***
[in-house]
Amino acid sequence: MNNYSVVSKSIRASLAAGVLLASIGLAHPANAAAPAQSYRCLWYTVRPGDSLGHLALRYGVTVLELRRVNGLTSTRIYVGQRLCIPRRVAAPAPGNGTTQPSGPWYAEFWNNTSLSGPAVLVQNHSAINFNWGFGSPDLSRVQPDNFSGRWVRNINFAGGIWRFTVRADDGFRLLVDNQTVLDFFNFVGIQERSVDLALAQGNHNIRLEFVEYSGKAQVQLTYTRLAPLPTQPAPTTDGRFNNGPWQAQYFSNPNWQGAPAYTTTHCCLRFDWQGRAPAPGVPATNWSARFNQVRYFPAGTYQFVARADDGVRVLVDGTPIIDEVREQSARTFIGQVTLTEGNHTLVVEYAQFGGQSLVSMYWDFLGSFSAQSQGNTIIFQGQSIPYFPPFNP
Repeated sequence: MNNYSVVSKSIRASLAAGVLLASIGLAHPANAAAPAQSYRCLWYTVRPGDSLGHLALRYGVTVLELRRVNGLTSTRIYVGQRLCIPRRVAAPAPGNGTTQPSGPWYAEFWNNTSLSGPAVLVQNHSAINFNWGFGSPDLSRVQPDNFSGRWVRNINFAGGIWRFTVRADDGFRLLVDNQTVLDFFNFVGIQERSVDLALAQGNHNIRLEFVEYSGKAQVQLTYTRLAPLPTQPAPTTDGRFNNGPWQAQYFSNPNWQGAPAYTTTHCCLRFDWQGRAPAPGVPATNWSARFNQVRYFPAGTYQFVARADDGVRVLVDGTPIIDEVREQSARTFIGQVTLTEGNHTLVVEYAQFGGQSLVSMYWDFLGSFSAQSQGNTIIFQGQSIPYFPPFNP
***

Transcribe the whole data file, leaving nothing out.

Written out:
[in-house]
Amino acid sequence: MNNYSVVSKSIRASLAAGVLLASIGLAHPANAAAPAQSYRCLWYTVRPGDSLGHLALRYGVTVLELRRVNGLTSTRIYVGQRLCIPRRVAAPAPGNGTTQPSGPWYAEFWNNTSLSGPAVLVQNHSAINFNWGFGSPDLSRVQPDNFSGRWVRNINFAGGIWRFTVRADDGFRLLVDNQTVLDFFNFVGIQERSVDLALAQGNHNIRLEFVEYSGKAQVQLTYTRLAPLPTQPAPTTDGRFNNGPWQAQYFSNPNWQGAPAYTTTHCCLRFDWQGRAPAPGVPATNWSARFNQVRYFPAGTYQFVARADDGVRVLVDGTPIIDEVREQSARTFIGQVTLTEGNHTLVVEYAQFGGQSLVSMYWDFLGSFSAQSQGNTIIFQGQSIPYFPPFNP
Repeated sequence: MNNYSVVSKSIRASLAAGVLLASIGLAHPANAAAPAQSYRCLWYTVRPGDSLGHLALRYGVTVLELRRVNGLTSTRIYVGQRLCIPRRVAAPAPGNGTTQPSGPWYAEFWNNTSLSGPAVLVQNHSAINFNWGFGSPDLSRVQPDNFSGRWVRNINFAGGIWRFTVRADDGFRLLVDNQTVLDFFNFVGIQERSVDLALAQGNHNIRLEFVEYSGKAQVQLTYTRLAPLPTQPAPTTDGRFNNGPWQAQYFSNPNWQGAPAYTTTHCCLRFDWQGRAPAPGVPATNWSARFNQVRYFPAGTYQFVARADDGVRVLVDGTPIIDEVREQSARTFIGQVTLTEGNHTLVVEYAQFGGQSLVSMYWDFLGSFSAQSQGNTIIFQGQSIPYFPPFNP